Wednesday, November 19, 2014

Song of the Day: Weezer - Tired of Sex (1996)

Venturing into the emo scene yesterday with Jimmy Eat World reminded me of this song, which might be my favorite "pure" emo song. By purest, I guess I mean not just emo in terms of artist or sonics, but really emo in its lyrical and emotional content. For anyone that doesn't know, "emo" is short for "emotional rock," and it's a scene that sprouted up in the early-to-mid 90's which basically melded punk/grunge/alternative guitar style with lyrical content about the artist's lack of satisfaction with their own love life. The critics of emo, of which I am often one, deride it as whiny, but the generation of teenagers who loved it were as passionate about it as any fans of a music scene you're ever likely to see. 

Along with Jimmy Eat World, Death Cab For Cutie, Dashboard Confessional, and a few others, Weezer were at the forefront of the emo scene and probably the biggest stars, so much so that they received a backlash of fans claiming they weren't emo enough. (Yes, that really happened.) Weezer became mega-stars with their debut album in 1994, and then again with their third album in 2001, but in between they released their second (and best) album, Pinkerton, which very nearly ended their career in 1996. In the history of rock music, few follow-ups to blockbuster albums have ever bombed as magnificently and completely as Pinkerton, but that's only where its legend starts. The casual Weezer fans (which were most of them) hated Pinkerton, because it was depressing and introspective whereas their debut was happy and catchy. But the hardcore fans of the emo scene adopted Pinkerton as an instant classic, and it became one of the most notable "cult classic" albums of its era. 

"Tired of Sex" was the opening track on the album, and that sequencing was probably the worst commercial decision of the band's career even if it was a great artistic one. Somewhere infinitely beyond the realm of ‪#‎whitegirlproblems‬ and ‪#‎firstworldproblems‬, Rivers Cuomo introduces us to the concept of ‪#‎rockstarproblems‬, and whines about how despondent he is from having sex with an endless supply of groupies. While he's spending every night with a different girl (the horror!), he laments his inability to "make love come true." This, folks, is as emo as it gets, but what a great song. The desperation in the vocal, the drums used as a lead instrument, the disjointed guitar that almost sounds like it's choking… And then the screaming, pleading passion that exudes out of the last verse when Rivers wails "Tonight, I'm down on my knees! Tonight, I'm begin' you please!" This is a prime example of when rock and roll becomes great art. There is no commercial aspiration in this song whatsoever, and placing it as the opening track surely contributed to the album's disastrous sales performance. But that decision is also part of the reason this album is a masterpiece. As a tone-setter, it's magnificent, and as an emotional palette cleanser, it prepares the listener for the next 9 tracks that follow. This may have been the sound that plunged a popular band back into obscurity, but it's also the sound of an important artist at the top of his game.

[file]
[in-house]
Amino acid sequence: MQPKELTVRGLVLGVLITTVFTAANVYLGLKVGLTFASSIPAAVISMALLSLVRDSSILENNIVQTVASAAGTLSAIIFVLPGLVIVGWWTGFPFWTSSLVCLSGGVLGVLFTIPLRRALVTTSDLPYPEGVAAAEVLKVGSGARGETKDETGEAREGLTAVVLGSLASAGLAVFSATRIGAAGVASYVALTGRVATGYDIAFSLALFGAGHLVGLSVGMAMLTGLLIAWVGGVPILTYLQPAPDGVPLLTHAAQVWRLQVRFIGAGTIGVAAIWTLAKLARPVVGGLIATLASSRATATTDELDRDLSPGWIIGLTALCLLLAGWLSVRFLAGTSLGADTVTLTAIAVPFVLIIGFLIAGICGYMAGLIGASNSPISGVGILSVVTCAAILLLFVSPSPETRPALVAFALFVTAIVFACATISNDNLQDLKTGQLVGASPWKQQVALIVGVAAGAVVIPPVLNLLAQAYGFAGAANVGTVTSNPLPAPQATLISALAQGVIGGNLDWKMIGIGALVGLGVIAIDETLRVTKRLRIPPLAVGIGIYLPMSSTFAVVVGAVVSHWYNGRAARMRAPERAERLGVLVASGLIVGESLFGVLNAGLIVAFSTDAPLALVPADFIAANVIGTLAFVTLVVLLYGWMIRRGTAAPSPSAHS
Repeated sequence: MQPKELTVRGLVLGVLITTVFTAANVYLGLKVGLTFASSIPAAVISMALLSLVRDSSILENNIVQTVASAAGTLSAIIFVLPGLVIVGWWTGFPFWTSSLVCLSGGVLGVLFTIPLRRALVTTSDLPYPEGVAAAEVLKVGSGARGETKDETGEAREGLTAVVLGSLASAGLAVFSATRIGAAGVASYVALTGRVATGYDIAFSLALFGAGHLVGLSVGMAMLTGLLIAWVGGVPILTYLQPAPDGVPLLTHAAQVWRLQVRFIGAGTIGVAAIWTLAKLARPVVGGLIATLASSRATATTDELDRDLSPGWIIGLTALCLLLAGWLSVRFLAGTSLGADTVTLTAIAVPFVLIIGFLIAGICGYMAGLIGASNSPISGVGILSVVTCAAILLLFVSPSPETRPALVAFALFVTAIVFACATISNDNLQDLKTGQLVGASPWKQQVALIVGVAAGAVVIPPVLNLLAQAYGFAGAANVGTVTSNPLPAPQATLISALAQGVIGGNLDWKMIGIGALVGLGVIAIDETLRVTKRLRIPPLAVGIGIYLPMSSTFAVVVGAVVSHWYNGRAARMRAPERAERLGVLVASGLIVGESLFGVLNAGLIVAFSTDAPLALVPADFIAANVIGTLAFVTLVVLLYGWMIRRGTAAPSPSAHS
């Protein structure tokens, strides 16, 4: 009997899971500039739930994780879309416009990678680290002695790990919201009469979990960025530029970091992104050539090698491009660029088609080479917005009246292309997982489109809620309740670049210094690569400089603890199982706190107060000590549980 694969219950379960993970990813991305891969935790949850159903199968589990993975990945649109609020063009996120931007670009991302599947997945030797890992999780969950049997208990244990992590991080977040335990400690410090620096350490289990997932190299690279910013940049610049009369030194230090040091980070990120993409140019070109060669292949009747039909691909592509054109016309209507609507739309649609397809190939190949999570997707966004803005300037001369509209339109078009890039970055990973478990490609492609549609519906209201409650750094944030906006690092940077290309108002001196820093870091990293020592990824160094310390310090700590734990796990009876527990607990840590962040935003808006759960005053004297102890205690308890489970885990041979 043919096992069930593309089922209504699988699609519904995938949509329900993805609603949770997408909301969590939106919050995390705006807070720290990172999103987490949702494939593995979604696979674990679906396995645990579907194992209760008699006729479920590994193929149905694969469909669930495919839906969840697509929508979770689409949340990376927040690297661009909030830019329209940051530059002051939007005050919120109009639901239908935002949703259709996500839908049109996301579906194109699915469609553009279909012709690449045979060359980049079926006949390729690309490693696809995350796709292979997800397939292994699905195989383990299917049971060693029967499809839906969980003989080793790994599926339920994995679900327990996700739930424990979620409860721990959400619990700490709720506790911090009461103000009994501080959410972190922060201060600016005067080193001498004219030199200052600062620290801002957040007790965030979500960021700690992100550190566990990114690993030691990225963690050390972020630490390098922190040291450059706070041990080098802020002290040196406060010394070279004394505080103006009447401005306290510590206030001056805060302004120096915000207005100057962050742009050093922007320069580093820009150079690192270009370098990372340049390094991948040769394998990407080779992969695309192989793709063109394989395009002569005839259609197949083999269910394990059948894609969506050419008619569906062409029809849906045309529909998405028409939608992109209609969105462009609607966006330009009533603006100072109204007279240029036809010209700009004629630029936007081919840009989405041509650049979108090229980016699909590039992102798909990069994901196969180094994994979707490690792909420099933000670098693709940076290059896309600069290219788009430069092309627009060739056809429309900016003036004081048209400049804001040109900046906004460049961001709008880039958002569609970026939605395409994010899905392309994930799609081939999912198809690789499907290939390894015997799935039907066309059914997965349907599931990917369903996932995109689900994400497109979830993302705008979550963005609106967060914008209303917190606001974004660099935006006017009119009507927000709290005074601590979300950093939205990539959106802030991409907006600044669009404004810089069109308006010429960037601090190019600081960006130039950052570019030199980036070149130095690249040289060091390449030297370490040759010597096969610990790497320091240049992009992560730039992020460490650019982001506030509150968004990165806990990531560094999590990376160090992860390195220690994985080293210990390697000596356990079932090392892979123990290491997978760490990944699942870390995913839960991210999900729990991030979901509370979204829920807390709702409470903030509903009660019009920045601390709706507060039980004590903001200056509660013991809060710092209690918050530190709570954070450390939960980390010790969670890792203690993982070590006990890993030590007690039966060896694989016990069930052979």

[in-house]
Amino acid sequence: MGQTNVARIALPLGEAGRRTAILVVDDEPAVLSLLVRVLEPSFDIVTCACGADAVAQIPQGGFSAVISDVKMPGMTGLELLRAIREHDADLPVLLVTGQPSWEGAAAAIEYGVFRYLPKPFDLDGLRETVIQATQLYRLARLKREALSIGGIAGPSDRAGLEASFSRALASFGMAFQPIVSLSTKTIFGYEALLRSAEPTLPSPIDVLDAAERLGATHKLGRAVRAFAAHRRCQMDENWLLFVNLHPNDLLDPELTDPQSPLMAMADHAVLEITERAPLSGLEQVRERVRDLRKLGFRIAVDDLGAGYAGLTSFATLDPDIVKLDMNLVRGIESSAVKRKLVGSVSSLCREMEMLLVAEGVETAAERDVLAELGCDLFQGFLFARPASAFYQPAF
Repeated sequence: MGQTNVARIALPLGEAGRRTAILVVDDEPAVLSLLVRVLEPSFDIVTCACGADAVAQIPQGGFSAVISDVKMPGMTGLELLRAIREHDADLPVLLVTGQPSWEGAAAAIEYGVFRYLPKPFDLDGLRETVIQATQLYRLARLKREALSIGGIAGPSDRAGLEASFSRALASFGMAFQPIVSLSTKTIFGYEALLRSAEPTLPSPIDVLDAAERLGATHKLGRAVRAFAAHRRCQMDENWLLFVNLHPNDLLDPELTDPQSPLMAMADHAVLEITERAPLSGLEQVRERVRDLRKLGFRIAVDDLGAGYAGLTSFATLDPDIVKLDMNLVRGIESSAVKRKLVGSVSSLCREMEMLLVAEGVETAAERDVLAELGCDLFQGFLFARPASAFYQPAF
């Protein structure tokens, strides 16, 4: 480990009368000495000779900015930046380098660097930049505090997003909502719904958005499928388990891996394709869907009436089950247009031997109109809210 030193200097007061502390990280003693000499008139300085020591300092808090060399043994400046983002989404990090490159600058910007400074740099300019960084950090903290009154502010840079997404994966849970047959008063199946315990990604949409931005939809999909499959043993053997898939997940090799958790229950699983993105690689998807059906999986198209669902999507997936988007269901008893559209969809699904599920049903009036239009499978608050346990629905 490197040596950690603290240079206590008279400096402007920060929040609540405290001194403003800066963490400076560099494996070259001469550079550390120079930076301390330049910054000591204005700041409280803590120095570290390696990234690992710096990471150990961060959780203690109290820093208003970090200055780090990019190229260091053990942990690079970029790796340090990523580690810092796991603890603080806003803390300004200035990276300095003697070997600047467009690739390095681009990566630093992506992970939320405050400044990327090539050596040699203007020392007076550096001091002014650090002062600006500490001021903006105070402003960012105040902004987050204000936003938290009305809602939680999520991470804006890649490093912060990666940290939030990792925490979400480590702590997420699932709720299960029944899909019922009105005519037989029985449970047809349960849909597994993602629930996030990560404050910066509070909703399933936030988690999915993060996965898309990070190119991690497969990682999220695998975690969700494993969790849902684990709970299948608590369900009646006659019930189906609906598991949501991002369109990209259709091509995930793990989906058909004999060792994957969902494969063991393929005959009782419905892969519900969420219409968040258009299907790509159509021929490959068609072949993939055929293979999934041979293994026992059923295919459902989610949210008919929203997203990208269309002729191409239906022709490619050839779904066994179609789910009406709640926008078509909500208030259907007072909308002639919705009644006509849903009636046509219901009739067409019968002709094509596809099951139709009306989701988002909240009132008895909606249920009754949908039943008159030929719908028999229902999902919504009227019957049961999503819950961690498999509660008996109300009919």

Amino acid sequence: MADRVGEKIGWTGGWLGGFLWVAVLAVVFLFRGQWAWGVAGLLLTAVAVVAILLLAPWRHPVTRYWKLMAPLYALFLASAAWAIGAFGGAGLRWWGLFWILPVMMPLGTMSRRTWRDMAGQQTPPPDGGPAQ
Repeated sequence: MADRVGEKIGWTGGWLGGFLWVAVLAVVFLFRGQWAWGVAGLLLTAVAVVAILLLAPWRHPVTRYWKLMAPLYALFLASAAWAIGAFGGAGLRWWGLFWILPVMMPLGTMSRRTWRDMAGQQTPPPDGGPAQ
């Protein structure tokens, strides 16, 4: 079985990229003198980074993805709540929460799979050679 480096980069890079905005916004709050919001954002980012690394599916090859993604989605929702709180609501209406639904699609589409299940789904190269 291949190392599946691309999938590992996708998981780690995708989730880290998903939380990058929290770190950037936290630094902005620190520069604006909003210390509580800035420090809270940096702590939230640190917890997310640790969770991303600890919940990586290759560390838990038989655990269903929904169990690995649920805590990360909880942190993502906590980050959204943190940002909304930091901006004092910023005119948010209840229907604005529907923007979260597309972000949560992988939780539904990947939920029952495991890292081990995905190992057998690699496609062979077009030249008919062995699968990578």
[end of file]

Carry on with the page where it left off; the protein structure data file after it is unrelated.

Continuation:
This was originally written and posted on Facebook on June 12, 2014

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